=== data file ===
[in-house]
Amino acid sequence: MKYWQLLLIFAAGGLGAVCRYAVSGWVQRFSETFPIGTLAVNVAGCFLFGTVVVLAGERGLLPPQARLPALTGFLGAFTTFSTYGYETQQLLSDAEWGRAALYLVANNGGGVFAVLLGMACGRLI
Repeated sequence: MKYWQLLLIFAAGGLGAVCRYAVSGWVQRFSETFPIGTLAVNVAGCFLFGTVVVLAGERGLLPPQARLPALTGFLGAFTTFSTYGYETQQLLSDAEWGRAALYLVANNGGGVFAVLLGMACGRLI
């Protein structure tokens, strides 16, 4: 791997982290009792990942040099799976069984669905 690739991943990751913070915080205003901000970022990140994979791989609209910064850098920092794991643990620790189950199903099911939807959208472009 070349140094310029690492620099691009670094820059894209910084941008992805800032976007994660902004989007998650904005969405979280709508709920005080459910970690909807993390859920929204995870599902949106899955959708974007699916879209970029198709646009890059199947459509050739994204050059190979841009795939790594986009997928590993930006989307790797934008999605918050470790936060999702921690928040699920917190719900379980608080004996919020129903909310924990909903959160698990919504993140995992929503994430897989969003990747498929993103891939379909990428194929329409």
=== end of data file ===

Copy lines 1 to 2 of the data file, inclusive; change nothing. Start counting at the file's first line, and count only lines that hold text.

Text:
[in-house]
Amino acid sequence: MKYWQLLLIFAAGGLGAVCRYAVSGWVQRFSETFPIGTLAVNVAGCFLFGTVVVLAGERGLLPPQARLPALTGFLGAFTTFSTYGYETQQLLSDAEWGRAALYLVANNGGGVFAVLLGMACGRLI